Tamburo v. Dworkin, No. 04 C 3317, 2007 WL 3046216 (N.D. Ill. Oct. 9, 2007) (Gottschall, J.).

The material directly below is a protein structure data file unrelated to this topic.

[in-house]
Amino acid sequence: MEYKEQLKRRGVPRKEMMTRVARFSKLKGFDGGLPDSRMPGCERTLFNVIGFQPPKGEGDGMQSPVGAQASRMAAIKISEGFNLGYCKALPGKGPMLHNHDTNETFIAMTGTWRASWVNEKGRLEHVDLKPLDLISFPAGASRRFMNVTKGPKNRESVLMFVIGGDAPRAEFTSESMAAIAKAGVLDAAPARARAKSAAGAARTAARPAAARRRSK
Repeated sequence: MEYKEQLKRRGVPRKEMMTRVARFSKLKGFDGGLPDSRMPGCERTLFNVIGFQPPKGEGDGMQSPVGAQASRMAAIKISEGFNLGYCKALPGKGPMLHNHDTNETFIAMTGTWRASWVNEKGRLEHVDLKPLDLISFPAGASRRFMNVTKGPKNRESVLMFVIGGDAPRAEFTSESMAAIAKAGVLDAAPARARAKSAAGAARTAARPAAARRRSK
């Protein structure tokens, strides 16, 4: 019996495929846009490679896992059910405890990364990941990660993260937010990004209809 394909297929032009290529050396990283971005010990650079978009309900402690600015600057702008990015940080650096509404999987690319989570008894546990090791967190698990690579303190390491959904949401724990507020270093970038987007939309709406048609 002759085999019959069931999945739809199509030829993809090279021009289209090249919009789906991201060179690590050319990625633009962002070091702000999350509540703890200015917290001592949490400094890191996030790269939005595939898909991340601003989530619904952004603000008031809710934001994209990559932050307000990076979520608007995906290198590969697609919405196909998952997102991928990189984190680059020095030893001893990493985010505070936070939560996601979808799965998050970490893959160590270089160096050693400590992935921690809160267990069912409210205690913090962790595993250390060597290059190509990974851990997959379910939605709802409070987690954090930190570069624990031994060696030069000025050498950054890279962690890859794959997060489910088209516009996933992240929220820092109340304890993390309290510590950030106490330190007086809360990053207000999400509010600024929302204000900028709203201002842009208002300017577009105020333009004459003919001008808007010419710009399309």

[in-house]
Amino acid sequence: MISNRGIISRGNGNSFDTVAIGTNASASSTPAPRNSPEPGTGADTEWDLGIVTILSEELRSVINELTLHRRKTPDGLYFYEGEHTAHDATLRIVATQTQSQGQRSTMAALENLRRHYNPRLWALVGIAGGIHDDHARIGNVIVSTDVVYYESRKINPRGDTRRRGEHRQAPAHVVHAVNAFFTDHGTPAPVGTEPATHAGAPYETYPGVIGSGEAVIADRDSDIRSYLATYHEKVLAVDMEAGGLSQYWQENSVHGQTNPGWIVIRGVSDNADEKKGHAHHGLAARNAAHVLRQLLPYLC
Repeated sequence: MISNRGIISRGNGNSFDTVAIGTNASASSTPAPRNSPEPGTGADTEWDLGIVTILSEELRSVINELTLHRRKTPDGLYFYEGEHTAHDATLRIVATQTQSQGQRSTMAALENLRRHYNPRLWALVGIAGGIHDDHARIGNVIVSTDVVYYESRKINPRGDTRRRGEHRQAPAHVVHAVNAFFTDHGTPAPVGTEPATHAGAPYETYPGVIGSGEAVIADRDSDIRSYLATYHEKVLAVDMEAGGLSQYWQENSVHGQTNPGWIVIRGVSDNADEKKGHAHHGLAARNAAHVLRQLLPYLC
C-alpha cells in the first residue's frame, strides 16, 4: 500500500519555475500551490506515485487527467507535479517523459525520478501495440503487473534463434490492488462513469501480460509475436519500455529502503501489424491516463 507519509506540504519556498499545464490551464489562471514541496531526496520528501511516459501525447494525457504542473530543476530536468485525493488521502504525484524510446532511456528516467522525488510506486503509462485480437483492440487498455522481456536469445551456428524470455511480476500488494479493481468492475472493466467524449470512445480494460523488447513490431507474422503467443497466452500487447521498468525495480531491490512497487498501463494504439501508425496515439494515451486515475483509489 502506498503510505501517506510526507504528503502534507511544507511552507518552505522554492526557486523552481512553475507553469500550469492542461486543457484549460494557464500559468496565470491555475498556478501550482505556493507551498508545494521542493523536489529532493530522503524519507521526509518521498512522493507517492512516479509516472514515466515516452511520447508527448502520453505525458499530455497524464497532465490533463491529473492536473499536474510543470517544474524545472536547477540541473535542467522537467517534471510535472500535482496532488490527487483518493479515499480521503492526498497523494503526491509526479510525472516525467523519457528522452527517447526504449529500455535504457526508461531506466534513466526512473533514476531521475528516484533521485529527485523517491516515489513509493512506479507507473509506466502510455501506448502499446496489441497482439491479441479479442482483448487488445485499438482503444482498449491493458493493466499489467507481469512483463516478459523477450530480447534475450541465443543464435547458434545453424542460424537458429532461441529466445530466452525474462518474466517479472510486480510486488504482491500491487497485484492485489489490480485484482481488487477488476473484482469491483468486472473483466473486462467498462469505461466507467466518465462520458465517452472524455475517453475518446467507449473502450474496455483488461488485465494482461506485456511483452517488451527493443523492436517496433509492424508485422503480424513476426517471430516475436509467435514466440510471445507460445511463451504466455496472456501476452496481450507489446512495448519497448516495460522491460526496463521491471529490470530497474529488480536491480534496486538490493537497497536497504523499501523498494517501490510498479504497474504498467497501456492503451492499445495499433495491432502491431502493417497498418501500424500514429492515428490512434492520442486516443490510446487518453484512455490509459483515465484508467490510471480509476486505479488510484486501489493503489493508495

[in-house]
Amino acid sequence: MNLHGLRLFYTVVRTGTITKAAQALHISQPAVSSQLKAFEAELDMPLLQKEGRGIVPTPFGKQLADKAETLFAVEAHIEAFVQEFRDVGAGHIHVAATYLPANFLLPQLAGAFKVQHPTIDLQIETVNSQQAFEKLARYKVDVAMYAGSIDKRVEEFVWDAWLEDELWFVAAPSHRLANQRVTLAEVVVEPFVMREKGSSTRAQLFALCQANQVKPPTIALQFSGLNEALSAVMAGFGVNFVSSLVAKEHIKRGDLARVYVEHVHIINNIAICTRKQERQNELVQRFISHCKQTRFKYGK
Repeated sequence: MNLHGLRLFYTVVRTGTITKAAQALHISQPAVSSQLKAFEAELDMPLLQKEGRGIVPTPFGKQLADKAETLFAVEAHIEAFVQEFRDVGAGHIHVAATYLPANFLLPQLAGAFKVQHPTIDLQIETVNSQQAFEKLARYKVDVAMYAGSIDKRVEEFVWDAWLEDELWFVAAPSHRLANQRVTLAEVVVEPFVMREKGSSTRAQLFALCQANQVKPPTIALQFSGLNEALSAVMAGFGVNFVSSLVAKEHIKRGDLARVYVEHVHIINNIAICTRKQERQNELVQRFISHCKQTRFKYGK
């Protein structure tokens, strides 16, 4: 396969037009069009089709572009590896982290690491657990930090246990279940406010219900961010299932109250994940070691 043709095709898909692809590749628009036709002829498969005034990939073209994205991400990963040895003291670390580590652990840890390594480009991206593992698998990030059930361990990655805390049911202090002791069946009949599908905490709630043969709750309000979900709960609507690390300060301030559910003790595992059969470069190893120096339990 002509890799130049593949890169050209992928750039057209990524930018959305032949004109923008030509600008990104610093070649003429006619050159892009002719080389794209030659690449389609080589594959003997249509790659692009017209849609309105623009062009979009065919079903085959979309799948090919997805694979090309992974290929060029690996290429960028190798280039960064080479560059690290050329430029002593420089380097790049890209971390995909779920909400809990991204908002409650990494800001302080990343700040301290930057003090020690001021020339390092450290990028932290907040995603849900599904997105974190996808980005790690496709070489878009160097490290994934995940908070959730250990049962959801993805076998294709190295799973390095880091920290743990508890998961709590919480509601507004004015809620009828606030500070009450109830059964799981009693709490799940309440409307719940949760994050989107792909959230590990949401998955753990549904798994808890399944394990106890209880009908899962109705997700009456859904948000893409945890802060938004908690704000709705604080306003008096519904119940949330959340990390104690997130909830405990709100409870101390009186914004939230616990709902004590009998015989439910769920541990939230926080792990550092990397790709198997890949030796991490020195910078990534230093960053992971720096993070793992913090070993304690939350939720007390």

Judge Gottschall granted defendants’ motion to dismiss for lack of personal jurisdiction. Plaintiffs sell a dog breeding and pedigree software program and sought, among other things, a declaratory judgment that certain allegedly factual information (date of birth, gender, parent’s names, titles, color, medical information, etc.) included in its pedigree database was not copyrightable and, therefore, could not be infringed by plaintiffs. Defendants either offer allegedly competing software or are dog breeders who use such software. The Court held that it lacked general or specific jurisdiction over each of the defendants. There was no general jurisdiction because plaintiffs identified, at most, minimal interactions with and sales to Illinois residents. And defendants various websites were not sufficiently targeted to Illinois to alone create general jurisdiction. The Court similarly found that it lacked specific jurisdiction. Of particular interest, the Court held that defendants’ posts to internet chat groups and message boards could not create specific jurisdictions. The posts allegedly accused plaintiffs of theft and trafficking in stolen goods, among other things. The Court held that, while the Seventh Circuit had not addressed the issue or expressly adopted the Zippo sliding scale analysis, posts to internet chat rooms and message boards would fall below passive websites, which make up the bottom of the Zippo scale. Defendants are not alleged to own the chat rooms or to use them to transact or target business within Illinois. The Court reasoned that a holding that specific jurisdiction was created by postings to chat rooms would make jurisdiction boundless because the chat rooms have no geographic restrictions.